Another drug maker says it will voluntarily limit drug price hikes. The entire biopharma industry got some collective heartburn yesterday after President-elect Donald Trump’s comments that drug makers are “getting away with murder” on pricing sent biotech stocks plummeting. It’s clear that the drug price issue isn’t going away; the question is, how will the industry respond to it? Allergan chief Brent Saunders and Danish diabetes giant Novo Nordisk have both already volunteered to limit their price increases on drugs to less than 10% (note: a 9% price hike on a drug is still pretty high relative to inflation). And now they’re being joined by AbbVie chief Richard Gonzalez, who pledged that his company will also keep price hikes in the single digits going forward during a round table discussion at the J.P. Morgan Healthcare Conference on Wednesday. But will this new trend of self-policing on prices actually make a dent in health care spending, or reflect the “pay-for-performance” ethos that an increasing number of biopharma chiefs are ostensibly adopting? After all, as Regeneron CEO Len Schleifer pointed out, pricing a drug to its value would suggest that its price shouldn’t have to be raised year after year, even if it’s by the single digits. (FiercePharma)
Bayer says it had a “productive” meeting with Trump over Monsanto deal. Bayer may not have the toughest regulatory road ahead in its quest for a $66 billion mega-merger with Monsanto; but it’s hoping the proposed acquisition will have an even better chance under President-elect Trump’s Federal Trade Commission and Justice Department appointees. Trump met with the CEOs of Bayer and Monsanto on Wednesday in New York, his transition team announced. “It was a productive meeting about the future of agriculture and the need for innovation,” said a Bayer spokesman, declining to elaborate. The main regulatory issues surrounding Bayer-Monsanto center on combining seeds and agricultural chemicals titans; some critics argue that the combined market share of such a company in seeds and chemicals would be so high that it would drag down R&D efforts in the field. (Fortune)
The EpiPen gets a double whammy of bad news. Mylan is about to get some serious competition on its flagship product, the life-saving epinephrine injector EpiPen. CVS is now selling a generic version of Adrenaclick, a brand name EpiPen competitor from Impax Labs, for just $110 for a two-pack. That’s compared with the $600 that Mylan’s been charging for an EpiPen two-pack. While the drug maker has responded to the massive backlash over its extravagant price increase on the device by boosting its patient assistance programs and introducing an authorized generic EpiPen version at half the cost, CVS’ topline price will still be significantly cheaper. And it’s available immediately across 9,600 CVS pharmacies. The other bit of bad news for Mylan? Insurance giant Cigna is dropping coverage of the the EpiPen in favor of Adrenaclick.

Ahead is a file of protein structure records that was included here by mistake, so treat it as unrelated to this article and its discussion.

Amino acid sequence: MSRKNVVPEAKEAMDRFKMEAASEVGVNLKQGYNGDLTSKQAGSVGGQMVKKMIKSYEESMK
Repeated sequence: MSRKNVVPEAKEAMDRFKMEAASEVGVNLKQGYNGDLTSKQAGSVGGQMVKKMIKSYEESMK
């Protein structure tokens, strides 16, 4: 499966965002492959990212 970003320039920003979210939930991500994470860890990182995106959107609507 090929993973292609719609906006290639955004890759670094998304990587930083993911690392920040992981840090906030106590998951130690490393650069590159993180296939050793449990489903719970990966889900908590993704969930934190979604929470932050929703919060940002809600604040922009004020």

THE BIG PICTURE
The Senate takes the first step toward repealing Obamacare in the dead of night. In the wee hours of Thursday morning, the U.S. Senate passed a budget resolution that now formally kicks off the Obamacare repeal process in a 51-48 vote. The resolution, which contains instructions for key health care-related committees to begin drafting legislation to undo the health law, must also be passed by the House of Representatives (and is expected to get a vote there this week). As always, the question comes down to the repeal timeline. An increasing number of GOP senators are insisting that a repeal effort be accompanied by a simultaneous replacement plan for Obamacare (more on that below), and President-elect Trump actually echoed that same sentiment this week. Trump also said that he’ll be putting his own replacement plan forward at some point, but offered no details of what it might contain. (Fortune)
What the Republicans balking at a hasty Obamacare repeal have in common. Speaking of GOP lawmakers getting skittish about hastily pulling coverage away from 20 million Americans – there’s a common thread to most of the Republican senators who have come out advocating a repeal process that’s done in tandem with a replacement: almost all of them hail from states where Obamacare’s optional Medicaid expansion has had an outsize effect on reducing the uninsurance rate. Senators like Kentucky’s Rand Paul, Arkansas’ Tom Cotton, Ohio’s Rob Portman, and Louisiana’s Bill Cassidy all hail from purple-to-deep-red states that embraced the expansion. Before Obamacare, Medicaid programs were primarily geared towards working poor families with children, leaving many poor childless adults without an affordable public health plan. (Fortune)
Tech CEOs Present $1 Trillion Savings Plan to Trump Administration, by Robert Hackett
Rudy Giuliani Joins Donald Trump’s Cybersecurity Team, by The Associated Press
|Produced by Sy Mukherjee|